Women from Arnhemland have a long tradition of using plants such as pandanus, palms and selected bark fibres to create materials that are woven and knotted to make baskets, bags and mats. The leaves are stripped, dried, dyed with natural vegetable dyes (roots, leaves and berries), dried again and then woven into baskets, mats and dilly bags.
Women produce a range of products made from natural fibres. These include pandanus baskets, string bags and large floor-mats, made from palms and other plants. The women collect the raw products, strip and dry them, boil them with plant dyes if they are to be coloured, and then begin spinning or weaving them. The women achieve a range of colours from subtle to vivid, including purples. pinks, greys, green orange and brown. They were only able to begin dying the bags and baskets once metal containers became available for prolonged boiling of the fibres with roots, berries and leaves of certain plants. Pandanus weaving is seasonal, the new shoots being collected during the wet season until the mid-Dry season.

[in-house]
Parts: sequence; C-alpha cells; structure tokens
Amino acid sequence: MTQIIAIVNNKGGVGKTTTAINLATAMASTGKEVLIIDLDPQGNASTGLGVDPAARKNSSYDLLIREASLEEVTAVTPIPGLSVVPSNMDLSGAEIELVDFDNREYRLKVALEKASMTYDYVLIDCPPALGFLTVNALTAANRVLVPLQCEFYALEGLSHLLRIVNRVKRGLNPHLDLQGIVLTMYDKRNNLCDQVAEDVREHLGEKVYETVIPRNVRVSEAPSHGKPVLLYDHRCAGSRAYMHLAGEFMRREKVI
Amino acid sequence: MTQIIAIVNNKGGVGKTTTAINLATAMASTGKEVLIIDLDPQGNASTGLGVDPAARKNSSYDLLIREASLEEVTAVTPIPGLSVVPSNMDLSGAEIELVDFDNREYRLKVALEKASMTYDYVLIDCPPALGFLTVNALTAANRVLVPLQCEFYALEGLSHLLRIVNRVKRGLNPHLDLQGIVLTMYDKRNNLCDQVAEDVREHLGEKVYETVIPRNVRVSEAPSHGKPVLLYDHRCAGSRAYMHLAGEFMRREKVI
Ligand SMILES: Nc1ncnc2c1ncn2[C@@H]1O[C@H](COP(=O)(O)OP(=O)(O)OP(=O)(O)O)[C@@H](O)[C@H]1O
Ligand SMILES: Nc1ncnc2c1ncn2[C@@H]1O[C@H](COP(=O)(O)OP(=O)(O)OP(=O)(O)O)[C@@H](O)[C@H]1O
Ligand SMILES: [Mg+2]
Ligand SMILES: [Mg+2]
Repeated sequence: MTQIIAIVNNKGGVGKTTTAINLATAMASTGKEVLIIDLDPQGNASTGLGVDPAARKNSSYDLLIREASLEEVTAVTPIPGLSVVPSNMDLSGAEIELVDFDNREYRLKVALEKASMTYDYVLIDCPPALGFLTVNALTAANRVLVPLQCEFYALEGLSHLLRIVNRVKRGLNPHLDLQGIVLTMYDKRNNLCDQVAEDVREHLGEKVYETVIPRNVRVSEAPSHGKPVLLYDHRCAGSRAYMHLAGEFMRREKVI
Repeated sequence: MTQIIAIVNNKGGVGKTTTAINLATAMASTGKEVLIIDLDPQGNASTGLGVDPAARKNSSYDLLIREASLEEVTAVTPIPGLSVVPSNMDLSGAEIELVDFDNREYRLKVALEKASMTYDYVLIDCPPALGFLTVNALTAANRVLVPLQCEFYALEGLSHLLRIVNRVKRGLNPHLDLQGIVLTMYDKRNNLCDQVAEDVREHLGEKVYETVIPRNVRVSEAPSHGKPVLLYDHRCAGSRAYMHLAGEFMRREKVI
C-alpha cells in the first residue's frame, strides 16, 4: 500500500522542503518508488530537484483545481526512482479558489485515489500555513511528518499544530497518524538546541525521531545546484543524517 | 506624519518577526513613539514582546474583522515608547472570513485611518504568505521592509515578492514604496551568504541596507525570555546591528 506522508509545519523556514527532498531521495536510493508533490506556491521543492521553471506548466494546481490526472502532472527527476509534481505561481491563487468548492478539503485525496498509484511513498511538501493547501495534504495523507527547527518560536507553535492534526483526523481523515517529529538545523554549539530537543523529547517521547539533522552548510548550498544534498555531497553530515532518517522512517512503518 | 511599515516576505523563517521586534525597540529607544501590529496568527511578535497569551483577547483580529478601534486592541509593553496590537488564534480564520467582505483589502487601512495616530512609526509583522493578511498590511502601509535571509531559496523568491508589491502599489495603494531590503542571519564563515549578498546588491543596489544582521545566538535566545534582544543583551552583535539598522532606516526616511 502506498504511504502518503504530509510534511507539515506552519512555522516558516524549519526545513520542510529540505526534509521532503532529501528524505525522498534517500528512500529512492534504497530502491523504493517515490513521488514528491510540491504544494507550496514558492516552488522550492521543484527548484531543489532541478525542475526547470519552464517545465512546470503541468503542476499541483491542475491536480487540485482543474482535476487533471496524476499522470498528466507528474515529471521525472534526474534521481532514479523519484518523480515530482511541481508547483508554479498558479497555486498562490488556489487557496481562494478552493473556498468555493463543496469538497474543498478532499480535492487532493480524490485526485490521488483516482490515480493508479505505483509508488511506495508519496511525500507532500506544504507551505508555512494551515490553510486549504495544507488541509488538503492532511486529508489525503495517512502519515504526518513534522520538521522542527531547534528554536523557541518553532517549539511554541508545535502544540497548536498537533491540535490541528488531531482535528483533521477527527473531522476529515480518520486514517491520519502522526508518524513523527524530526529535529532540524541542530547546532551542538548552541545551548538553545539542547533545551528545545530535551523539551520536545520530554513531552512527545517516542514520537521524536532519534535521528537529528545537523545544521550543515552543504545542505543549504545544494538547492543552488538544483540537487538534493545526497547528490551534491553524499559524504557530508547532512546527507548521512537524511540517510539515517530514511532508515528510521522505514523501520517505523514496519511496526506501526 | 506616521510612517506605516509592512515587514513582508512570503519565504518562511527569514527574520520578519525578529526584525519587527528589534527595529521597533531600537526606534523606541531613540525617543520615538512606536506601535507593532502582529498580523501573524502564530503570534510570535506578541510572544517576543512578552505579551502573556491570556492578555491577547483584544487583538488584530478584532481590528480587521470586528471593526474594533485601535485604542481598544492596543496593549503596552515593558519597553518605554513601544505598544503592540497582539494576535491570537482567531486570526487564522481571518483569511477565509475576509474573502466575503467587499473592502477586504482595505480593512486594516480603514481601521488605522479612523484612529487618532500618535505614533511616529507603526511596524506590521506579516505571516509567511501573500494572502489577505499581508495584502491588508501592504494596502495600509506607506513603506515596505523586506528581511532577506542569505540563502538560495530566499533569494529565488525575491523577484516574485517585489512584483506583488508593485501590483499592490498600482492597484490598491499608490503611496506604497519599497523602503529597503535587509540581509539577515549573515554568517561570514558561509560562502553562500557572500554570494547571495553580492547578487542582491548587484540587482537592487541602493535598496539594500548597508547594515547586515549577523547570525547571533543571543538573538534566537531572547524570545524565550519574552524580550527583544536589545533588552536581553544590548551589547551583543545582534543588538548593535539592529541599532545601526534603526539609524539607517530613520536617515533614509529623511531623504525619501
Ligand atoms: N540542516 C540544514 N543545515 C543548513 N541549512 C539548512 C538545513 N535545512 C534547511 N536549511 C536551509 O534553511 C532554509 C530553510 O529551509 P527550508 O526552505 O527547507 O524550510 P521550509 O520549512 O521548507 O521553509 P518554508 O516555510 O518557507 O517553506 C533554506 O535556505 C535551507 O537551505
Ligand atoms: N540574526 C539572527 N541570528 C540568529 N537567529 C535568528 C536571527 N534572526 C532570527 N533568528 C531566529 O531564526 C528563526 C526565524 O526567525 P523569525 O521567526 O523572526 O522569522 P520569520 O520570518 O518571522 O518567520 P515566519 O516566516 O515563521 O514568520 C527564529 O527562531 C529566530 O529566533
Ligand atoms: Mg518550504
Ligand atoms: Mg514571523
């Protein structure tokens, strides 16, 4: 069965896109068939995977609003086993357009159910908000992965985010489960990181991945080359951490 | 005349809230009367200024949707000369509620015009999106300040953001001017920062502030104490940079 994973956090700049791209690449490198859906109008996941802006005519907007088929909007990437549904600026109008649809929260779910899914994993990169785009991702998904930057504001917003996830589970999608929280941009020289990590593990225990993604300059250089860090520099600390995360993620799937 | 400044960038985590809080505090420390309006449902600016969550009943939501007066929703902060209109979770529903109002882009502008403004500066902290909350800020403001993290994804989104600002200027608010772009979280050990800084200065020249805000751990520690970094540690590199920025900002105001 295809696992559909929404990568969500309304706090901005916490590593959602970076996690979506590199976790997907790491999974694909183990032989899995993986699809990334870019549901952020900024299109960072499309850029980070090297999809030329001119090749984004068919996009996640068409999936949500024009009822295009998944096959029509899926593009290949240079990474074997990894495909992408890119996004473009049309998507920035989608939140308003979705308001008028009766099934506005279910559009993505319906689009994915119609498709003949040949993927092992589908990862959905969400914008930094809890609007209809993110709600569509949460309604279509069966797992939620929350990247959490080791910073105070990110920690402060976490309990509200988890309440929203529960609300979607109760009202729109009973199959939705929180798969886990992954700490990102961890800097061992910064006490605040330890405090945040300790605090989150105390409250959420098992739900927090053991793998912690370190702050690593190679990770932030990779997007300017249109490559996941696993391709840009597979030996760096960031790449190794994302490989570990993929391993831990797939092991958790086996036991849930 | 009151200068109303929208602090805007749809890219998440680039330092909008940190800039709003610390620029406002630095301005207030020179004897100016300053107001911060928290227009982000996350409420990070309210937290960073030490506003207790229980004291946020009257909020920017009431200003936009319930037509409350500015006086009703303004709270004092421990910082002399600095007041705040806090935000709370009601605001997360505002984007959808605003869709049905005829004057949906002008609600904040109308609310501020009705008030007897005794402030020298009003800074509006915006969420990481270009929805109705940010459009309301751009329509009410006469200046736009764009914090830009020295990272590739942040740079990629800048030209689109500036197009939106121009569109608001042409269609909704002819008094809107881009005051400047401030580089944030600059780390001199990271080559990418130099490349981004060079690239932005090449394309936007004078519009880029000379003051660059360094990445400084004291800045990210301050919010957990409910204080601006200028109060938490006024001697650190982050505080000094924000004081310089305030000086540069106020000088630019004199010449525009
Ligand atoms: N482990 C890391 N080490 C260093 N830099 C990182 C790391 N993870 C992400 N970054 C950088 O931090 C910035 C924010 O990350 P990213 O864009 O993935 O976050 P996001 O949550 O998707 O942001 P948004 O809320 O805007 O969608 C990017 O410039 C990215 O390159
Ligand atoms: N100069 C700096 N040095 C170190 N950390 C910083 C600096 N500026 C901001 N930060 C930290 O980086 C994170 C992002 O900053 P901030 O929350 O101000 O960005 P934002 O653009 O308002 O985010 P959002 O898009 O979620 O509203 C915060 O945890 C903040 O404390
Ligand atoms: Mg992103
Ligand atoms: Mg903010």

The weaving technique used in the baskets was introduced by the missionaries in the 1930's. However dilly bags were traditionally made and used in a variety of ways. Dilly bags can be seen in rock and bark paintings dating back through the millennia.
Apart from their use as food carriers, loosely woven bags were used to hold "cheeky yams" in fresh running water for days to leach them of toxins. Tightly woven bags are used to collect sugar bag (wild honey). Occasionally, special bags, painted and sometimes decorated with feathers were used in ceremonies. One of the staples of the local diet are water birds such as magpie geese and brown duck. The pinfeathers of these and other more brightly coloured birds are woven into string bags after the meat has been consumed. The bags that incorporate feathers are often very beautiful and have an ethereal quality.